Versatile target discovery platform
- closely mimics the in vivo situation through the use of primary human cells with a relevant trigger and readout for a specific disease phenotype
- identifies possible points to intervene in a disease pathway by suppressing the expression of an individual protein in these pathways; and
- enables us to rapidly analyze all of the druggable and non-druggable genes and select pharmaceutically tractable protein targets directly by their ability to regulate key disease biology
A proof of success of this unique approach is demonstrated with filgotinib which acts on JAK1, a target whose role in the specific disease was discovered by us using our discovery platform.
The human genome consists of tens of thousands of genes which code for the proteins that make up the human body. Nearly all chronic diseases and disorders are caused by a disruption in the normal function of certain proteins. The main goal of the industry is to discover and develop molecules that alter the activity or expression of these proteins so that normal function returns and the cause of the disease is minimized or eliminated. One of the main obstacles in discovering new drugs is to understand exactly which of the body’s tens of thousands of proteins play a key role in a particular disease. Once these proteins are discovered, they become targets for drug design. Finding these targets is one of the critical steps in the drug discovery process. Our approach to target discovery is unique as our discovery platform focuses on target identification using primary human cells, which we believe is the best way to study the effect that a protein might have on the disease in the human body.
In order to study proteins in human cells, we take advantage of the distinctive properties of adenoviruses in combination with RNA interference. The adenovirus causing the common cold has the capability to infect almost every type of human cell. The adenoviruses we work with have been engineered to act as a shuttle vehicle, allowing the delivery of specific pieces of DNA into human cells. Additionally, these viruses have been made replication incompetent, meaning they do not replicate in the human cells they infect, and thus they do not interfere with the processes in the cell. We engineered the viruses to carry small pieces of DNA, specific for individual human genes. When the virus enters the cell, this DNA piece leads to the production of a short sequence of RNA that is processed in the cell to become “short interfering RNA,” or siRNA, which specifically interferes with the mRNA of the protein it was designed for. By using these viruses, we can cause the cells to block, or “knock-down,” the production of a certain protein and determine its impact on restoring normal function.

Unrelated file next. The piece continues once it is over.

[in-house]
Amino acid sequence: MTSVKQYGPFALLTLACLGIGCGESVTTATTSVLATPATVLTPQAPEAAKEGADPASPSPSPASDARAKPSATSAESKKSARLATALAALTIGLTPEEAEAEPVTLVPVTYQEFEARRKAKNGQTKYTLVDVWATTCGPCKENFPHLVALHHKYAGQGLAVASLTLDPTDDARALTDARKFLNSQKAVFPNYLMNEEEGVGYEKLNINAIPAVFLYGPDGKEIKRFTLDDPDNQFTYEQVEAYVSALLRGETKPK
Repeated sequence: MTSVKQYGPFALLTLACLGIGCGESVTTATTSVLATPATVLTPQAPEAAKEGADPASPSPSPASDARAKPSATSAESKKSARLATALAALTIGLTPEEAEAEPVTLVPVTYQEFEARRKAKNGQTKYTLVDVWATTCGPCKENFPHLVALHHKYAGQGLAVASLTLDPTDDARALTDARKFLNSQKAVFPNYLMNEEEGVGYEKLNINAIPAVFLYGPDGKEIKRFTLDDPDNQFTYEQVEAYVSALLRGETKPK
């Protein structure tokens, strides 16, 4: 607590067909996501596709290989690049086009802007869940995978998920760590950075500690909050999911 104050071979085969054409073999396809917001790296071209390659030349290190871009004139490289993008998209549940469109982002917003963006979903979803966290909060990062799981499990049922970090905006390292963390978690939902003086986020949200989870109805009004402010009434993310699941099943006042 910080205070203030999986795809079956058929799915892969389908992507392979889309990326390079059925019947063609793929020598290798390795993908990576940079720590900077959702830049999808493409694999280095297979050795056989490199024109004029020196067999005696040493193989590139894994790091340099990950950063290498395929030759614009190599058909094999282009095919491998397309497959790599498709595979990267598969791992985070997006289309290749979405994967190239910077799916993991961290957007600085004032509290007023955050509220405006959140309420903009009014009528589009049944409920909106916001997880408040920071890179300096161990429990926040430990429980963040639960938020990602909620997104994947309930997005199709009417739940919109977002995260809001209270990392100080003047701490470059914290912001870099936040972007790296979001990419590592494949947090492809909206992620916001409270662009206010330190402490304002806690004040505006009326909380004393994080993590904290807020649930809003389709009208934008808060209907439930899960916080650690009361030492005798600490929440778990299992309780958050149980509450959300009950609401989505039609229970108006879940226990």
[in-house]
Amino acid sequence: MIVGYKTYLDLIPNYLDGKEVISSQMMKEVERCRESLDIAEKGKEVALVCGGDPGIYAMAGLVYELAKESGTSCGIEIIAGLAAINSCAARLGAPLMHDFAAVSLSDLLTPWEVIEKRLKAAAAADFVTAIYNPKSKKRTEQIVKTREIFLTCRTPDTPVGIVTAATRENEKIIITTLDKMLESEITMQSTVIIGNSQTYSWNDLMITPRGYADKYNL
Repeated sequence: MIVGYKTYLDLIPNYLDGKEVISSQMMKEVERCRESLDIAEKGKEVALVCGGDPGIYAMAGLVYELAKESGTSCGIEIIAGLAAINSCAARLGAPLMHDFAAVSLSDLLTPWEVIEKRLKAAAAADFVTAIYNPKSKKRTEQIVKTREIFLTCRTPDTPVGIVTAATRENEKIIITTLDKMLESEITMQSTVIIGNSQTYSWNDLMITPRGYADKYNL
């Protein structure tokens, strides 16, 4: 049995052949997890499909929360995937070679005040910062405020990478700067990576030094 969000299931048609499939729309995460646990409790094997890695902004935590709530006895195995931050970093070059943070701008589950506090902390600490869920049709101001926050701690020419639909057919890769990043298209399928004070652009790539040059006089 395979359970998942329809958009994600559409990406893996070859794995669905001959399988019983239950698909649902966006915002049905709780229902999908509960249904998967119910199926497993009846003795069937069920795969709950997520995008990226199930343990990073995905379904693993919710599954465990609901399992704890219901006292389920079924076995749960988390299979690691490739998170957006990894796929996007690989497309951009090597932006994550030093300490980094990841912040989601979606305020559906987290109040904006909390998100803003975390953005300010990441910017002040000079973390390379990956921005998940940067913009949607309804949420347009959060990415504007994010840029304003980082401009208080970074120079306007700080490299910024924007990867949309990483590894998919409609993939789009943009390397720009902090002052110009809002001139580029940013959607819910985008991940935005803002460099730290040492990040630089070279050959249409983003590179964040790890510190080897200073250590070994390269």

Our drug discovery research is based on the targets discovered using this technology. Originally, we focused on 6,000 human genes that belong to the small molecules druggable genome. We are in the process of expanding our expertise with novel technologies such as oligonucleotide-based techniques (antisense (AS) or siRNA) and degrader approaches (Proteolysis Targeting Chimeras or PROTACs). These additions enable us to go broader and explore a total of 20,000 protein-coding genes. Once a target is validated, we will use the most suitable methodology to develop a potential therapeutic drug.
When considering a small molecule approach, an assay developed to assess the activity of the target is subjected to large collections of chemical small molecules allowing the identification of chemical structures that interact with the target to block or activate its activity. These chemical structures are then modified to obtain a preclinical candidate, and upon successful optimization and preclinical testing in animal models, the product candidate is tested in humans. Other technologies to modulate relevant targets, such as oligonucleotides or PROTACs are being explored. In both cases the end result is the removal of the target from the cells leading to the prevention of its disease-contributing effects.
This discovery approach provides starting points for the discovery and development of drugs with new modes of action. Since 2009, we have generated 47 preclinical candidates. Of these, 24 have entered first-in-human clinical development, 18 of which are believed to have novel modes of action, and 15 entered into patient studies.
In addition to our pipeline of molecules in the clinic, we have multiple discovery programs advancing toward clinical development.